The Chinese firm said it was pursuing its South Korean rival in two courts - one in California, the other in Shenzhen.
According to Huawei, several of its cellular communications and software inventions had been used in Samsung's phones without its permission.
Samsung told the BBC it would defend its business interests.
The specific patents involved have not been disclosed.However, Huawei has said at least some of them are classed as Frand - an acronym referring to "fair, reasonable and non-discriminatory".
This means the Chinese company has committed itself to offering anyone a licence so long as they agree to a non-excessive compensation.
This kind of agreement is common in the tech sector as it makes it possible for different companies' products to communicate and share data formats with each other.
Huawei's intellectual property chief indicated it was seeking permission to use some of Samsung's technologies in return rather than seeking a payment.
"Thus far, we have signed cross-licensing agreements with dozens of our competitors," said Ding Jianxing.
"We hope Samsung will respect Huawei's R&D investment and patents, stop infringing our patents and get the necessary licence from Huawei, and work together with Huawei to jointly drive the industry forward."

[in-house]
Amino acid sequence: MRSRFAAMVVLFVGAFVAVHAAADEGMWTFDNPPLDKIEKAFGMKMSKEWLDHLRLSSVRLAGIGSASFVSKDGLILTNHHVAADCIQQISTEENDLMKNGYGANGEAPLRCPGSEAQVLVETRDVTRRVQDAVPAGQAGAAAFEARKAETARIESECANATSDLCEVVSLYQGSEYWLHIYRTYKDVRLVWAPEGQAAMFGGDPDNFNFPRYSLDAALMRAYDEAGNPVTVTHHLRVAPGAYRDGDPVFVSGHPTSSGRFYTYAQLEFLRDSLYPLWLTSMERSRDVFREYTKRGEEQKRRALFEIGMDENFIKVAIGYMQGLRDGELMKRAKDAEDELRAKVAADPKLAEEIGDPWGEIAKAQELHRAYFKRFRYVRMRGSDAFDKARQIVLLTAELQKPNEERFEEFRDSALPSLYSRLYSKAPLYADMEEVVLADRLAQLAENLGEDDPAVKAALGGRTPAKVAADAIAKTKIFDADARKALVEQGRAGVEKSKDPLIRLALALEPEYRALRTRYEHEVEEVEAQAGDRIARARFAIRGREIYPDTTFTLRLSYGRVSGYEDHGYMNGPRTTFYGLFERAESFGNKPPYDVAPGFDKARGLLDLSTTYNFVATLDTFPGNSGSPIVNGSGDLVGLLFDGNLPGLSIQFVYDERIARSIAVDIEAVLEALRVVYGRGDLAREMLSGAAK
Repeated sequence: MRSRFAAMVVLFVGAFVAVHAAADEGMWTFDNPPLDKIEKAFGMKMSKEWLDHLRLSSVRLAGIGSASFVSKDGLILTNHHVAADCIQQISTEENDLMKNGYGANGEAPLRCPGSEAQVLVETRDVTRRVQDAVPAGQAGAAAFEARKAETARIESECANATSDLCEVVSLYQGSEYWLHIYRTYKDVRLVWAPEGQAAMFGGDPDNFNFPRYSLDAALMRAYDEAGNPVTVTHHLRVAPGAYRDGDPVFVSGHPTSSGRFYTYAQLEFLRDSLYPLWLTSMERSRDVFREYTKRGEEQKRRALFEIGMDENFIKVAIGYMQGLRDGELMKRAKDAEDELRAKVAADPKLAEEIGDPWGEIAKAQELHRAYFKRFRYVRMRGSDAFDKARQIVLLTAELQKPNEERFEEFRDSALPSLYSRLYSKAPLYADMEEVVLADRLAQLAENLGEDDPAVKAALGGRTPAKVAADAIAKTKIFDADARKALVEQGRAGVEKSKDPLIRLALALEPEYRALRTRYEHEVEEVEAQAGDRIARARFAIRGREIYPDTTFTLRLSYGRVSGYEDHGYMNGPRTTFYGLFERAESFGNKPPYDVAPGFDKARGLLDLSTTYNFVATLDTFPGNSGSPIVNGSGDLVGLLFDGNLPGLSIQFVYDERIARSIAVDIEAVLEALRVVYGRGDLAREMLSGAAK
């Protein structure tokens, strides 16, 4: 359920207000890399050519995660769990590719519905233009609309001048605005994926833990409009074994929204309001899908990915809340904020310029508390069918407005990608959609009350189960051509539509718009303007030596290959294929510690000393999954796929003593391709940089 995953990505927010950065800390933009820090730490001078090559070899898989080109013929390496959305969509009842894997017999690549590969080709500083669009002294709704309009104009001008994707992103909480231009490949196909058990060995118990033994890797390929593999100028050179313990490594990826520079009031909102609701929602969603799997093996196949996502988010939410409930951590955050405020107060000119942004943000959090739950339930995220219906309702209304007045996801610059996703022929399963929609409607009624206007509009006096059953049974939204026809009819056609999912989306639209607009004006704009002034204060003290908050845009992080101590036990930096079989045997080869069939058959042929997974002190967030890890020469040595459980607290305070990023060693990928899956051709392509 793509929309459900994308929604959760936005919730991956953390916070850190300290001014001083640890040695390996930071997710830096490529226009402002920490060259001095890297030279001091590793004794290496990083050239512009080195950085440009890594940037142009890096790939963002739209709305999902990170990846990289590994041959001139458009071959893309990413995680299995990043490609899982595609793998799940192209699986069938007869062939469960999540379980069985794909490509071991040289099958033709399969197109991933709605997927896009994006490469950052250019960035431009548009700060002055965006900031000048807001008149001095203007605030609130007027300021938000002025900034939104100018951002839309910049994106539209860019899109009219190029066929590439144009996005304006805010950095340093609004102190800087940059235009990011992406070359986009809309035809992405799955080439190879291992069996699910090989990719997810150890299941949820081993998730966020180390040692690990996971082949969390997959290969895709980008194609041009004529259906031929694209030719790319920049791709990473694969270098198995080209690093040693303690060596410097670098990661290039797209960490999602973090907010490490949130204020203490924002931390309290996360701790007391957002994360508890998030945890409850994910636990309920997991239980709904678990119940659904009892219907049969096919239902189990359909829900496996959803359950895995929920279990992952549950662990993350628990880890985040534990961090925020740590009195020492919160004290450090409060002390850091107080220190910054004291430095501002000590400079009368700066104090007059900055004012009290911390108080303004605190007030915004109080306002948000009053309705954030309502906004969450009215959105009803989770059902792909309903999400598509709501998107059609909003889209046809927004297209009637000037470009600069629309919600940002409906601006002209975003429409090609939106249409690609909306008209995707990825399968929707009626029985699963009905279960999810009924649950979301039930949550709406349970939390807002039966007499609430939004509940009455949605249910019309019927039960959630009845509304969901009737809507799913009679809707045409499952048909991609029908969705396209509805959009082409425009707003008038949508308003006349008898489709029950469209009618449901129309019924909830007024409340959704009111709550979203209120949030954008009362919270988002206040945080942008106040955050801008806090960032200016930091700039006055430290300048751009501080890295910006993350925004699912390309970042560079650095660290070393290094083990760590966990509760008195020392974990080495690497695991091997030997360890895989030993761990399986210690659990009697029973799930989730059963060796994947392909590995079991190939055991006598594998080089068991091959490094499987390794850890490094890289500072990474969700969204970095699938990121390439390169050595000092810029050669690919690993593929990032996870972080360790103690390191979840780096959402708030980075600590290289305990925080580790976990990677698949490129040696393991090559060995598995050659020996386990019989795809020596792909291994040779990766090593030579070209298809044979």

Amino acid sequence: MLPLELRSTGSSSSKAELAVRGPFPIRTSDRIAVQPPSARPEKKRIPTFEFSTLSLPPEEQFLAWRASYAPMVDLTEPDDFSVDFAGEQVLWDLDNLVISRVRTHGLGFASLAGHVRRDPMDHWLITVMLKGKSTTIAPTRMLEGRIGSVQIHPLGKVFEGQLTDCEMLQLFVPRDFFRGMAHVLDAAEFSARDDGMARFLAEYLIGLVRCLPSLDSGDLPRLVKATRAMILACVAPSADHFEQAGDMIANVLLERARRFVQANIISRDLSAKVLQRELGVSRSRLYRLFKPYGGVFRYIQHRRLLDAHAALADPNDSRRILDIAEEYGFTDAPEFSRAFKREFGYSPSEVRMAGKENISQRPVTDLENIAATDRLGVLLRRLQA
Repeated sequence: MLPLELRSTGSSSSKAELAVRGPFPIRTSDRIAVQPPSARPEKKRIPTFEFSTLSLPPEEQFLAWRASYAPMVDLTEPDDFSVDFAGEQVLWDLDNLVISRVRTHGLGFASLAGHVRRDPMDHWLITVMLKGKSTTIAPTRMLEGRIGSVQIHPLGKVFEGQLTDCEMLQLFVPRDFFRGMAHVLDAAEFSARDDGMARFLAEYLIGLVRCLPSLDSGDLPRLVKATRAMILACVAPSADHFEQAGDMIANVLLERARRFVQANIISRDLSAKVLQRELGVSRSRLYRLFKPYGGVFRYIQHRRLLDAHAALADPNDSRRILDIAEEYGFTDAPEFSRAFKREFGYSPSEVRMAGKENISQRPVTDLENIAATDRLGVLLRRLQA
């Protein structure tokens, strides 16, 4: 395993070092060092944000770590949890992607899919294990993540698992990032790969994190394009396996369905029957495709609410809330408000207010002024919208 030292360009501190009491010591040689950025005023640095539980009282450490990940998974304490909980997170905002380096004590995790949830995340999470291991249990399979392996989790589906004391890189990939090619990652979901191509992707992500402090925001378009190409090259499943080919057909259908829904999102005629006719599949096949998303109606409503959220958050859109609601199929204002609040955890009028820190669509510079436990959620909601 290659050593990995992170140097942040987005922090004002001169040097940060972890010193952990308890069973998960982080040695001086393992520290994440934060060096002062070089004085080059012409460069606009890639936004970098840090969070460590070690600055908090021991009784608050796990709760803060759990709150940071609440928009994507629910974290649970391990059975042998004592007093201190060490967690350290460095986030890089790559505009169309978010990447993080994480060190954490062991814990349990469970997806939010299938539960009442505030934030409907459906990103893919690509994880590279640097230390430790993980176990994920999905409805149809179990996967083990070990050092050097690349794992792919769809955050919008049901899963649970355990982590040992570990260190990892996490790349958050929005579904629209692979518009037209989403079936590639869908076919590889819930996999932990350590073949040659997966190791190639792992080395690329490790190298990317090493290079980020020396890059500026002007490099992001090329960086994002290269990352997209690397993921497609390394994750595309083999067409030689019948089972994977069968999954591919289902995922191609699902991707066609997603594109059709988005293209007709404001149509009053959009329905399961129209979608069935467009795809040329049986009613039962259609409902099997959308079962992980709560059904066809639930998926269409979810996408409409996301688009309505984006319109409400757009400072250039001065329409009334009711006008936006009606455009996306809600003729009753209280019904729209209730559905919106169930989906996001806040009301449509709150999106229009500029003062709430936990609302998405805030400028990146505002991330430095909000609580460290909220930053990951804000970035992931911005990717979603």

A Samsung spokesperson responded in an email to the BBC saying "we will thoroughly review the complaint and take appropriate action to defend Samsung's business interests".
The action comes at a time when Oracle and Google are waiting for a jury to come back with a verdict in a copyright trial that has pitted the two giants against each other in the US.
But such clashes have become less common since Apple and Samsung's high-profile courtroom battle in 2011, which led to both firms revealing secrets about their inner workings and racking up large legal bills.
One expert noted that just because papers had been filed in the latest case did not mean Huawei and Samsung would necessarily fight a similar battle in public.
"Huawei may have initiated litigation as lever to get a settlement," commented Ilya Kazi from the Chartered Institute of Patent Attorneys.
"We don't know if it intends to go all the way through. Most cases do settle”.